Star Talk: Fill in the blank: The hardest part about being a judge is ...

AB: The hardest thing about being a judge-mentors is looking at somebody and knowing they don't have it, and seeing the moment in their eyes when they realize they don't have it too. That's not a fun moment for anybody.

Star Talk: Would you have made it on Star?

AB: I've often wondered if I could ever have put myself through a competition like Star and if I did, how would I have fared? There are certain things that I would have done very well at on a show like this. I can concisely communicate a point, I can manipulate a small-piece performance and stuff like that. What I can't do, however, is cook quickly enough. I'm not good with time crunches. I don't like them. I bristle against time crunches.

Star Talk: What are two or three adjectives to describe your fellow judges?

AB: Giada is very discriminating. She's got a very good eye, and I think that she could actually size up the people that are going to go far in this competition really just by looking at them. I actually like watching her watch them sometimes. She does this thing with her eyes where it's almost like she's aiming at them. Bobby is very insightful in the advice that he gives. He has a tendency to really listen to what somebody says, take it, go stir it up, and then he always manages to pull something out and you go, like: "Damn, I wish I'd said that. Why didn't I say that?" I think that requires insight and very good listening skills.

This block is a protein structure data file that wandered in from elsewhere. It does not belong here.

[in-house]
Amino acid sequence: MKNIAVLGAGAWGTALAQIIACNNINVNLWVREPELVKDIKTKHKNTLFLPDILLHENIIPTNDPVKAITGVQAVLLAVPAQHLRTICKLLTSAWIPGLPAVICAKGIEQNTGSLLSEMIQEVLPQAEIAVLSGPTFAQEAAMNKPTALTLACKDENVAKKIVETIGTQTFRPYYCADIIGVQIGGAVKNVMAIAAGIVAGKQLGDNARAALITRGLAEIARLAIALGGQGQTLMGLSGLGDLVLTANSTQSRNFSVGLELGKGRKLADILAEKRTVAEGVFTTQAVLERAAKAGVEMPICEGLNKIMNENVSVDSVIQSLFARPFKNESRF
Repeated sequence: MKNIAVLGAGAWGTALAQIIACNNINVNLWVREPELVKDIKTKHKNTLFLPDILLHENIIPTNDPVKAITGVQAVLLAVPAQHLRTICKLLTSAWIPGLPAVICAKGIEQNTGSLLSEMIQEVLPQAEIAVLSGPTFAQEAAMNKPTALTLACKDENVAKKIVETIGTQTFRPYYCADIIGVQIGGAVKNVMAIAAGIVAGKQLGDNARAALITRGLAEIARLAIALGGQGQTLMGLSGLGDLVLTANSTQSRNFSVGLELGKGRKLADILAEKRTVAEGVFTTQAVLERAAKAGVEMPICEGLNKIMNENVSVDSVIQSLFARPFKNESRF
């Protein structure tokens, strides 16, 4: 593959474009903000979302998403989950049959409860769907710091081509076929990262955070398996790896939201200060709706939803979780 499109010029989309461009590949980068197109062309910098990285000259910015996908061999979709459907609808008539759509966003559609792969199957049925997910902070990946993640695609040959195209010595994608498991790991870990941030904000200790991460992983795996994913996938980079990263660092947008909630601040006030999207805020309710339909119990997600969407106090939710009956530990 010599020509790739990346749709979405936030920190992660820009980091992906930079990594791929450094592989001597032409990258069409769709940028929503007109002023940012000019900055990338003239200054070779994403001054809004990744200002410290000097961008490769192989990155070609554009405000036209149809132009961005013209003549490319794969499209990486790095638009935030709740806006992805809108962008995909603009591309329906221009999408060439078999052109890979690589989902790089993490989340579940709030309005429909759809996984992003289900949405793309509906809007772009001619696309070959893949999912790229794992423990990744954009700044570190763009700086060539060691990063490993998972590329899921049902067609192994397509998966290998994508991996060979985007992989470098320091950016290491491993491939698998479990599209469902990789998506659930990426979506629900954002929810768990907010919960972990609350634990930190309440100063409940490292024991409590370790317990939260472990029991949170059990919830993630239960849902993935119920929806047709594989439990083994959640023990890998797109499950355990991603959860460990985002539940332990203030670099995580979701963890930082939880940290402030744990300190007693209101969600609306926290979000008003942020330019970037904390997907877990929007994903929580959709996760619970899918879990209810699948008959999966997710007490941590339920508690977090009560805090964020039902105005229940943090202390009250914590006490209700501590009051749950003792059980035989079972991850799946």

Star Talk: How important is it to narrow your culinary POV?

AB: The POV thing — we use that term a lot. In my own parlance, I refer to that as the warhead. Everything delivers that warhead and that warhead's got to be the DNA of everything you are, everything you can be and everything you have been. And you've got to know what that is. Unless you know what that is, you can't communicate it to others. A virus can't replicate itself somewhere else if it doesn't know what it is. That's really what we're talking about — we're talking about infecting people with something in a way. You've got to be able to know what you are before you can do that. And everything else is about delivering that packet of information. Whether you call that a POV, a brand or a mission statement, whatever you call it — it's what makes you the you that no one else can be. And if you can't do that and identify it and know how to use it, then you're not going to make it.